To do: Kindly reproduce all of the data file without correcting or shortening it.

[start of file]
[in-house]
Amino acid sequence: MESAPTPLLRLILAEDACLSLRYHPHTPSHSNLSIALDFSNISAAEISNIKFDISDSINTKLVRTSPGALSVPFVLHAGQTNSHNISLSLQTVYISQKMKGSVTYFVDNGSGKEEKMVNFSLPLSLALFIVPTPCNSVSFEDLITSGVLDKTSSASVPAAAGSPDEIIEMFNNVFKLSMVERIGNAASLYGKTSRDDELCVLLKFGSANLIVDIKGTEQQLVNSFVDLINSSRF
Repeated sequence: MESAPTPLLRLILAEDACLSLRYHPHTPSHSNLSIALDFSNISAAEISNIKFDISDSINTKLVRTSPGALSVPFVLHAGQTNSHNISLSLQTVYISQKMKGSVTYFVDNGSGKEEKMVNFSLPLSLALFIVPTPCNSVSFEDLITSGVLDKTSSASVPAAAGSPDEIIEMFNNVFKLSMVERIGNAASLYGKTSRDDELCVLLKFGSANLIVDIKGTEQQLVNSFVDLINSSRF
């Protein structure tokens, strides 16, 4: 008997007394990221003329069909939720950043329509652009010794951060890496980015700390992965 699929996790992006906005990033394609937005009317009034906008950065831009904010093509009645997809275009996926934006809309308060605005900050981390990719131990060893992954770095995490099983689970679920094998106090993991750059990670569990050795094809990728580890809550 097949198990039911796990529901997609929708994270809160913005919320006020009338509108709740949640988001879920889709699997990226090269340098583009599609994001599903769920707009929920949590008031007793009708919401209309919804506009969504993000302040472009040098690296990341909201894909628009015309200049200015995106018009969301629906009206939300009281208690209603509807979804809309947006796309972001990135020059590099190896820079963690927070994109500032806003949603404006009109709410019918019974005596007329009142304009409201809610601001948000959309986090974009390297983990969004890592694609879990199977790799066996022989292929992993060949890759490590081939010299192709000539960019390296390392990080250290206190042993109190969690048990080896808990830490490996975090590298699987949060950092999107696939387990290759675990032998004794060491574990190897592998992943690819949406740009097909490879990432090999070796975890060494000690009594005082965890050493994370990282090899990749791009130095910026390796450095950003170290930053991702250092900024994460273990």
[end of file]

[in-house]
Amino acid sequence: MESAPTPLLRLILAEDACLSLRYHPHTPSHSNLSIALDFSNISAAEISNIKFDISDSINTKLVRTSPGALSVPFVLHAGQTNSHNISLSLQTVYISQKMKGSVTYFVDNGSGKEEKMVNFSLPLSLALFIVPTPCNSVSFEDLITSGVLDKTSSASVPAAAGSPDEIIEMFNNVFKLSMVERIGNAASLYGKTSRDDELCVLLKFGSANLIVDIKGTEQQLVNSFVDLINSSRF
Repeated sequence: MESAPTPLLRLILAEDACLSLRYHPHTPSHSNLSIALDFSNISAAEISNIKFDISDSINTKLVRTSPGALSVPFVLHAGQTNSHNISLSLQTVYISQKMKGSVTYFVDNGSGKEEKMVNFSLPLSLALFIVPTPCNSVSFEDLITSGVLDKTSSASVPAAAGSPDEIIEMFNNVFKLSMVERIGNAASLYGKTSRDDELCVLLKFGSANLIVDIKGTEQQLVNSFVDLINSSRF
């Protein structure tokens, strides 16, 4: 008997007394990221003329069909939720950043329509652009010794951060890496980015700390992965 699929996790992006906005990033394609937005009317009034906008950065831009904010093509009645997809275009996926934006809309308060605005900050981390990719131990060893992954770095995490099983689970679920094998106090993991750059990670569990050795094809990728580890809550 097949198990039911796990529901997609929708994270809160913005919320006020009338509108709740949640988001879920889709699997990226090269340098583009599609994001599903769920707009929920949590008031007793009708919401209309919804506009969504993000302040472009040098690296990341909201894909628009015309200049200015995106018009969301629906009206939300009281208690209603509807979804809309947006796309972001990135020059590099190896820079963690927070994109500032806003949603404006009109709410019918019974005596007329009142304009409201809610601001948000959309986090974009390297983990969004890592694609879990199977790799066996022989292929992993060949890759490590081939010299192709000539960019390296390392990080250290206190042993109190969690048990080896808990830490490996975090590298699987949060950092999107696939387990290759675990032998004794060491574990190897592998992943690819949406740009097909490879990432090999070796975890060494000690009594005082965890050493994370990282090899990749791009130095910026390796450095950003170290930053991702250092900024994460273990």